What would it have been like, I found myself wondering, to be a young urban child taken from home and family in England and plunked in to the middle of a lonely rural setting at Cowichan Station near Duncan? I can only guess at the emotions of the 329 youngsters who arrived at the Fairbridge Farm School between 1935 and 1951. Little of that era remains, but what is left stirs the senses and piques the curiousity.
As is not uncommon during our travels on Vancouver Island we stumbled upon the old 1,000 acre farm thanks to a chance comment made by someone we had been talking to about an entirely different subject. We were heading in the general direction of Fairbridge in any event, so decided to take a little detour and check it out.
The Prince of Wales Fairbridge Farm (formerly Pemberlea Farm) was established with the idea of assisting underprivileged children from England to grow up in a healthy environment, learn a trade and make a new and better life for themselves in Canada. Boys were taught mixed farming skills while the few girls were taught household proficiency, with an eye to them becoming domestics at maturity.
The home farm consisted of a cluster of cottages, outbuildings and a chapel, which served as the heart of the community. The children lived in the cottages with house mothers and, in addition to their schooling were expected to help with various chores such as chopping and piling firewood and kitchen duties.
The farm came under a fair bit of fire during its 16 year existence. Government rules and the involvement of child welfare advocates often made things difficult for the administrators of the plan, and by 1951 Fairbridge had said farewell to the last of its students.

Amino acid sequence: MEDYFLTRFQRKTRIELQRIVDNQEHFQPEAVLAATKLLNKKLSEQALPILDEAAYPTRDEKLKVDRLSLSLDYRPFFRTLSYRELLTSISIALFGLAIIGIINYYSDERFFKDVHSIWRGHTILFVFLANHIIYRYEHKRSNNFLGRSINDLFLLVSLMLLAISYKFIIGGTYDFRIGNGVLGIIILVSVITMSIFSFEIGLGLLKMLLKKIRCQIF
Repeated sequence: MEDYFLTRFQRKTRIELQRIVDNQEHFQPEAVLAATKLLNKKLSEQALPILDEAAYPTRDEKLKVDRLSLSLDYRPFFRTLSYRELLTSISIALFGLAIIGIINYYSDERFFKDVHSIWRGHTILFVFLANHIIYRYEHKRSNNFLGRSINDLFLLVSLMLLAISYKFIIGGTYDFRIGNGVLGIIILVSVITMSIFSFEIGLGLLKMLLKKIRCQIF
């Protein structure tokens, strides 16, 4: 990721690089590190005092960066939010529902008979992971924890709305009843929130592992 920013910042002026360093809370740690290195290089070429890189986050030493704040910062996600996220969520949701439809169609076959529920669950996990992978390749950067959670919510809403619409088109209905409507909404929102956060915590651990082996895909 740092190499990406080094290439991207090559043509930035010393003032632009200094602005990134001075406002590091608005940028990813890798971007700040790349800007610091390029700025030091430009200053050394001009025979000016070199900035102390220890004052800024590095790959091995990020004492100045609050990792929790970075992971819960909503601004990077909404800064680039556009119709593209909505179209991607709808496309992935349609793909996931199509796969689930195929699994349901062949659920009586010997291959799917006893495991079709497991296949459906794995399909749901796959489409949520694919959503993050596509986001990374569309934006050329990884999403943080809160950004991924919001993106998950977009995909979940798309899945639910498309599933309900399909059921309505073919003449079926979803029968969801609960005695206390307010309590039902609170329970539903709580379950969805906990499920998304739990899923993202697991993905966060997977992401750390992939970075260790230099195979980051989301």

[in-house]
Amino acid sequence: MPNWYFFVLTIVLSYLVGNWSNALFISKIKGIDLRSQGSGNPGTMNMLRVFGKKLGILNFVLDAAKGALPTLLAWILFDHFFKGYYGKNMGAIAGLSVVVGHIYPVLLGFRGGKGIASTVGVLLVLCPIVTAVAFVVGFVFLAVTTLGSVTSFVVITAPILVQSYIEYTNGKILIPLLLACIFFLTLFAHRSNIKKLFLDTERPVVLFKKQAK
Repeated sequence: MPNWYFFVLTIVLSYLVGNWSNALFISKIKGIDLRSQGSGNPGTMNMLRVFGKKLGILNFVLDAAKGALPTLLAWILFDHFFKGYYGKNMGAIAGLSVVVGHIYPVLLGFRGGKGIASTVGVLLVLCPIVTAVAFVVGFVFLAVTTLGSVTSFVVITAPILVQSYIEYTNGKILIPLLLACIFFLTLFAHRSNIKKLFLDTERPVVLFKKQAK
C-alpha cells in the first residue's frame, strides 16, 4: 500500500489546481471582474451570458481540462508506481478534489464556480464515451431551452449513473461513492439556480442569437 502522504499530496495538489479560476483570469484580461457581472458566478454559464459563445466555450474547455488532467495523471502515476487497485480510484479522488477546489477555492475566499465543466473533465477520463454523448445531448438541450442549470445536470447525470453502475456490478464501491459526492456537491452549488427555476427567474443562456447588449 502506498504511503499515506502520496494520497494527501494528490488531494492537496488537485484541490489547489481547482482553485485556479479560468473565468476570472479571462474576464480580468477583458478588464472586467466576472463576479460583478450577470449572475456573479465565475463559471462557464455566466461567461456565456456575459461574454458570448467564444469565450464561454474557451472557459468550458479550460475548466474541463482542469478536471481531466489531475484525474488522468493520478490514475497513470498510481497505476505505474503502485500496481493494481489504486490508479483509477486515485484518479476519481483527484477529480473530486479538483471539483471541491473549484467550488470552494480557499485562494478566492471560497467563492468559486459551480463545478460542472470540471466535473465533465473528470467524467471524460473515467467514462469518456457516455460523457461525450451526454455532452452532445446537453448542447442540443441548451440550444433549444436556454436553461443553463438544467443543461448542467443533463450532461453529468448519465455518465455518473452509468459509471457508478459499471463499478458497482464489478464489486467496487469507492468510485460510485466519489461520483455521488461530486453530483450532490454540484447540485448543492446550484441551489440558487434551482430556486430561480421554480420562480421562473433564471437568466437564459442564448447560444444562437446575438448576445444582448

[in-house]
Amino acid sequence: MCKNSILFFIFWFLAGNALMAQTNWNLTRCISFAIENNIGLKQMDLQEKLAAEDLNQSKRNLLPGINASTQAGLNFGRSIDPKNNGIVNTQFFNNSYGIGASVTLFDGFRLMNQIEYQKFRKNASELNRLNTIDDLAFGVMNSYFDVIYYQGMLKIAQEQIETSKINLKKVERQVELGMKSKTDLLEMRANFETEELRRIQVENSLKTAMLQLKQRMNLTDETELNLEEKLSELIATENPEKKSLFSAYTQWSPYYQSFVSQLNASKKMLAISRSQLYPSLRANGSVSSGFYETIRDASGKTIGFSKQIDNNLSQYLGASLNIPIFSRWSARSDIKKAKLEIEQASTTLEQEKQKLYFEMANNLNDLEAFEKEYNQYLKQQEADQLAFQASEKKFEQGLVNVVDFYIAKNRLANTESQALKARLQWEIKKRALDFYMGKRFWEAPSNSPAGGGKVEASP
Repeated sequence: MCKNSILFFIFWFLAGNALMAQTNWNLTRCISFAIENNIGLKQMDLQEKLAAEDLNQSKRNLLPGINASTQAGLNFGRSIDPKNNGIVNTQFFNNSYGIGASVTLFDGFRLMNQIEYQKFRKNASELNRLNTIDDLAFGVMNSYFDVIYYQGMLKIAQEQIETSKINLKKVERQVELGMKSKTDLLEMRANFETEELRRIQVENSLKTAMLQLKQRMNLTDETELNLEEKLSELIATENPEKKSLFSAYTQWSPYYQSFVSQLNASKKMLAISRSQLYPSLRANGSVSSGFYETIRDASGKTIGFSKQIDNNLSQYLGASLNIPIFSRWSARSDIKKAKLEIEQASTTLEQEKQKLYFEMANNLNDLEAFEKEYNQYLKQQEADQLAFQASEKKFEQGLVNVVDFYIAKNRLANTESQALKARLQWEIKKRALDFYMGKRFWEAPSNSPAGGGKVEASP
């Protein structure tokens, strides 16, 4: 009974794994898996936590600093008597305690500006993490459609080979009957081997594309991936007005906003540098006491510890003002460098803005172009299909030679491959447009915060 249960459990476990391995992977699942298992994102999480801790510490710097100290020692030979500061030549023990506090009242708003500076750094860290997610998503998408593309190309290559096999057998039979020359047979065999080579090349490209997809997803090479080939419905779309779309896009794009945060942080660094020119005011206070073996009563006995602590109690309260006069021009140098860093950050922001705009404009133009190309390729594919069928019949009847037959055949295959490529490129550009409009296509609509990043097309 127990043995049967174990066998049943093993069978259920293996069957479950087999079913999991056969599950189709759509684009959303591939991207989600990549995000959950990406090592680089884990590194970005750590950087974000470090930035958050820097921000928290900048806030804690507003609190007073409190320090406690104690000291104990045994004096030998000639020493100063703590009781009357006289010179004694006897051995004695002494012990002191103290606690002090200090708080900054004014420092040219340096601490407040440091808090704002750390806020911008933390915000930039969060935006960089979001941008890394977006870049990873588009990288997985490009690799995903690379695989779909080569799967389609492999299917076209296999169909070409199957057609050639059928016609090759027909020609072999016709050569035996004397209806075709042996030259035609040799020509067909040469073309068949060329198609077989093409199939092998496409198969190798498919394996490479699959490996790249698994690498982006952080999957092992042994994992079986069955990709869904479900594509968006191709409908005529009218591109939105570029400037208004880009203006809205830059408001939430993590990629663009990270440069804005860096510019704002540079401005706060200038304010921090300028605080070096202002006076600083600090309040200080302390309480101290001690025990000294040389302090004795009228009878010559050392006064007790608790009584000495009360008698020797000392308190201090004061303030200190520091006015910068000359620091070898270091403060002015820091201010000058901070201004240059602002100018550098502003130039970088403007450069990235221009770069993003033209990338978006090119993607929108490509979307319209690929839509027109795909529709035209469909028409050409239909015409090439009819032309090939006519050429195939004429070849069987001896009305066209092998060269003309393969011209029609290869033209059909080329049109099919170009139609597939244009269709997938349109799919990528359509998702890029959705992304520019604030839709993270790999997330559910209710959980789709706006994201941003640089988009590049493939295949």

The farm sat vacant for many years save for the presence of a caretaker. The buildings were intermittently used as housing for immigrants and a dairy company took over the farming operation when the farm school closed.
In 1975 a real estate developer purchased the property. Refurbishment of some of the original buildings got under way, converting them to private homes on a bare land strata. A total of 39 homes now sit on the original ‘village’ site, surrounded by the rural loveliness that has always been synonymous with the Cowichan Valley.
There is a cairn at the entrance to a stunningly beautiful farmscape that commemorates the Fairbridge Farm School – it was the first indication that told us we were in the right area. We back-tracked to the housing development and meandered along a quiet road where we discovered charming heritage buildings lovingly restored. Many of them have signs at the edge of the property signifying the original use of the building and the year that it was constructed.
One of the most impressive restorations is the Fairbridge Chapel, now overseen by the Fairbridge Chapel Heritage Society. Situated in a secluded spot in the community, the chapel no doubt offered comfort to any of the youngsters who were feeling homesick or uncertain about their new lives.
In the end, the Fairbridge Farm School was deemed not to be the best solution to assisting underprivileged youngsters. But its heritage and history live on, bringing an intriguing glimpse into the past of the Cowichan Valley.
Further information on Fairbridge Farm School can be found at two websites:
For those wishing to see the ‘real thing’, the loop road that encircles the strata site is located at the junction of Koksilah Road and Fairbridge Drive. A leisurely drive or stroll will take you past many of the historic buildings and the chapel.